After many years, I met my old friend Appunni Nayar in a wedding party. Those were the days when terylene shirts were the fashion of the day. In the sweating Madras May wedding crowd, Nair was posing and flirting, wearing that uncomfortable shirt, which indeed was glistening.
‘Shirttu kasari, sundarakuttan! Evidunnu kittee?’ I admired his apparel, ‘lovely shirt, who gave you?’
The second part of my compliment was close to nonsense. He had every right to get irritated, but he didn’t. He replied proudly,
‘Nammudae ammaayi Amma thannu’- our mother in law gifted!
His instant reply shocked me. I shot from my seat like a missile. How can we have a common mother in law unless we had married her daughters. And my wife had no sisters!
“Did my mother in law give birth to a girl, after I married her only daughter? I can’t believe,’ I expressed my doubt and surprise.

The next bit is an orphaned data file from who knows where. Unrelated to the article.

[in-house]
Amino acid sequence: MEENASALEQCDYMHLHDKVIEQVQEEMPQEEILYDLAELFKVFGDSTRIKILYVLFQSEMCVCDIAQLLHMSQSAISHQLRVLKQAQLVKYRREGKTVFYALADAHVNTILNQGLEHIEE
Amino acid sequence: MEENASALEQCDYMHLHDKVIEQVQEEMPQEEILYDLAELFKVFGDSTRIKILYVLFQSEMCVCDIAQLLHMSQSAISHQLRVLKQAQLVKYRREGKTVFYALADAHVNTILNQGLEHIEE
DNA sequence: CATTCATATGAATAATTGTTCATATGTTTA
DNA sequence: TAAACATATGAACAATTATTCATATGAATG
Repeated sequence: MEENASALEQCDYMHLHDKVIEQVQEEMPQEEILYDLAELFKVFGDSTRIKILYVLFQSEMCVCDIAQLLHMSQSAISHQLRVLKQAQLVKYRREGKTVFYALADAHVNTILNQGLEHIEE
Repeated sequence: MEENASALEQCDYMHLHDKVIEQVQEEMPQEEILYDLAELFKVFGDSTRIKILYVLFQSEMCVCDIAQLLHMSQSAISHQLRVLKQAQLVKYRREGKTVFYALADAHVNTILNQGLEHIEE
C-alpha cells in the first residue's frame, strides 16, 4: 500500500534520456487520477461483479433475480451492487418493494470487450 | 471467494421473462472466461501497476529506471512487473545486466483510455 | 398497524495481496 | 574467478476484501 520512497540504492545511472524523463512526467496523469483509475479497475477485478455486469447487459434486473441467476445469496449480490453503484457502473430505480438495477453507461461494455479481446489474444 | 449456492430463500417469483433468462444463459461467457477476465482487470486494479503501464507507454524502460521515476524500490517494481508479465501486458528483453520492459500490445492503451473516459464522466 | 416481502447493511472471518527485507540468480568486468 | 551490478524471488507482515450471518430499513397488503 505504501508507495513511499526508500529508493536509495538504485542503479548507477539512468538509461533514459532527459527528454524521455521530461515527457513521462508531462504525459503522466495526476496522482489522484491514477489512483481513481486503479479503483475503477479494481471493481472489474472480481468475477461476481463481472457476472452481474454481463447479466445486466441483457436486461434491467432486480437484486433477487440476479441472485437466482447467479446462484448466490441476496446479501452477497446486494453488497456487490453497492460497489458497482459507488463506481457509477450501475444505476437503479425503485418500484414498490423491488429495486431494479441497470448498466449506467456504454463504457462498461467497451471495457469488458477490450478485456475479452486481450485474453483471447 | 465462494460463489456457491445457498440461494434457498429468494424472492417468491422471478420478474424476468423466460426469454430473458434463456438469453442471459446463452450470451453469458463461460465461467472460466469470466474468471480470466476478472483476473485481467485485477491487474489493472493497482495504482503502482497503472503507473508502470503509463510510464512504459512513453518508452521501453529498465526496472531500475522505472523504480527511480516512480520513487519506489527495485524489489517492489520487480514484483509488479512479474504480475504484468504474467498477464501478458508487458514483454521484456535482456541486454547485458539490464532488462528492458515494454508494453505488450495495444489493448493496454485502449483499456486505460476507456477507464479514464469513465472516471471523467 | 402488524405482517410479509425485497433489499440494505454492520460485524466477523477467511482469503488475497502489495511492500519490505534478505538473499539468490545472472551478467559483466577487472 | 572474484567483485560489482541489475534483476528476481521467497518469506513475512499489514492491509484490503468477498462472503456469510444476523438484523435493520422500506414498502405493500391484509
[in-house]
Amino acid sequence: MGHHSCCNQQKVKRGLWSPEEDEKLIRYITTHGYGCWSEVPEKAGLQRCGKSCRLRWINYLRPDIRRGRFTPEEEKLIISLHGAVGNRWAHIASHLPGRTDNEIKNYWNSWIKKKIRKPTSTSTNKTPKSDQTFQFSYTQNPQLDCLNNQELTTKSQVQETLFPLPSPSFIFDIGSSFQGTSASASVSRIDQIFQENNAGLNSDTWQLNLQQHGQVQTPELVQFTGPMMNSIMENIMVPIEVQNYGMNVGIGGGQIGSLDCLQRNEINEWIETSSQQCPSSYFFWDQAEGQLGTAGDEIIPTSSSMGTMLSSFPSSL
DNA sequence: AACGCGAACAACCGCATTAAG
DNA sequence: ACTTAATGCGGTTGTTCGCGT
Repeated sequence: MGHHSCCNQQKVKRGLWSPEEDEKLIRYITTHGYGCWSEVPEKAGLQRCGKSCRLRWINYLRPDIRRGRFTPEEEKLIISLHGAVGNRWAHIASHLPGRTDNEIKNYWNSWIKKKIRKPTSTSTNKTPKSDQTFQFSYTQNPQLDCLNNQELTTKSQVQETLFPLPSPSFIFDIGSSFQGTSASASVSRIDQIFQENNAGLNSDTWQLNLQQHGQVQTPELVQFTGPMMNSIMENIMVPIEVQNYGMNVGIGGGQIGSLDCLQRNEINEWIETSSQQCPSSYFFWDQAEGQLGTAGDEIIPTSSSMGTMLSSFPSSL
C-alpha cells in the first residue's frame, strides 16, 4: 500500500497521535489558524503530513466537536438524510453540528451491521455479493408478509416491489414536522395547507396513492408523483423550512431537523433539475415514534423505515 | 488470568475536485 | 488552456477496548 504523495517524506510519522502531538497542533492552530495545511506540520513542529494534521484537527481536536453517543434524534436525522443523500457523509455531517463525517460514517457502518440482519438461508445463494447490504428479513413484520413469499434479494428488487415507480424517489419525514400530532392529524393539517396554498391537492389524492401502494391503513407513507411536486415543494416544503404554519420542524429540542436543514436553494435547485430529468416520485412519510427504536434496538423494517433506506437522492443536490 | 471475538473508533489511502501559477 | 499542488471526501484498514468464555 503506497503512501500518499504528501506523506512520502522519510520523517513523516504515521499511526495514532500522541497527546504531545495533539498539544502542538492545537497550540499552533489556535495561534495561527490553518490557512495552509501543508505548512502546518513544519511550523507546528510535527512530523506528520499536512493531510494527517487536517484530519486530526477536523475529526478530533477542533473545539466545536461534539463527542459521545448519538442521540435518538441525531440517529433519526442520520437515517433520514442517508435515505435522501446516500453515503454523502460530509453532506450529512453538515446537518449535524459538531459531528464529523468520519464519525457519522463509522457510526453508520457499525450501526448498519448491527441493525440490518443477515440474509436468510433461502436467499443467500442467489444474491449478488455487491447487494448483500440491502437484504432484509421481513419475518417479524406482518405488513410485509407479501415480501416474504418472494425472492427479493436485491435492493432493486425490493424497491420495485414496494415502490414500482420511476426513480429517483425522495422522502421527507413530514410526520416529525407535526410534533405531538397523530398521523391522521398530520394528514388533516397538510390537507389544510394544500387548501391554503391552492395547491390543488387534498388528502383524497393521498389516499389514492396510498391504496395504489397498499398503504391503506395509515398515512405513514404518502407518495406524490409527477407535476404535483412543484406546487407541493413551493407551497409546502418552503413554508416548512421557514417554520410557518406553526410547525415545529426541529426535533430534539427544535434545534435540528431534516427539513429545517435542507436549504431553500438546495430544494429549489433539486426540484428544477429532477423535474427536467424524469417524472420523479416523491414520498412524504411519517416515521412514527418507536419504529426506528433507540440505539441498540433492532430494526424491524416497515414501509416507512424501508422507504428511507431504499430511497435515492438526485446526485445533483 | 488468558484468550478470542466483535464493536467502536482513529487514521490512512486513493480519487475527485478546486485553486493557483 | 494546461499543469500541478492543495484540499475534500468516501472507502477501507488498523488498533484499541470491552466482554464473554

“When was your marriage?” He threw an innocent question.
“Some thirty years ago”
“In thirty years- time, what all a woman can’t do, SP?, ” He laughed and expressed surprise at my deficiency in the knowledge of the world affairs,” poor guy!”
I rushed home and asked Ammalu, “you knew your mother had gifted to this world another woman like you, after you left her home?”
“I didn’t,” she replied with least seriousness and asked, ” so what?”
“Ammalu, you ask me, ‘so what’ ?”
“What is your problem?,” she asked me without raising her head, ‘what all a woman can’t do within thirty years?”
Ammalu, late said that had she a sister, I would have somehow known about it. And then she explained how the confusion arose.
In the olden days, the Karnors, family heads and even local kings used liberally ‘nom( we) instead of ‘Jnaan’ ( I or me), to show their importance. Anxious to maintain the tradition, Nair uses the archaic grammar. He is however, careful, while talking to his wife after she scolded him, ‘erappae!’, when he ordered, ‘nom varuunu, sayanam theyyarakku- ( we are coming, instead of ‘I’m coming’) make the bed!’.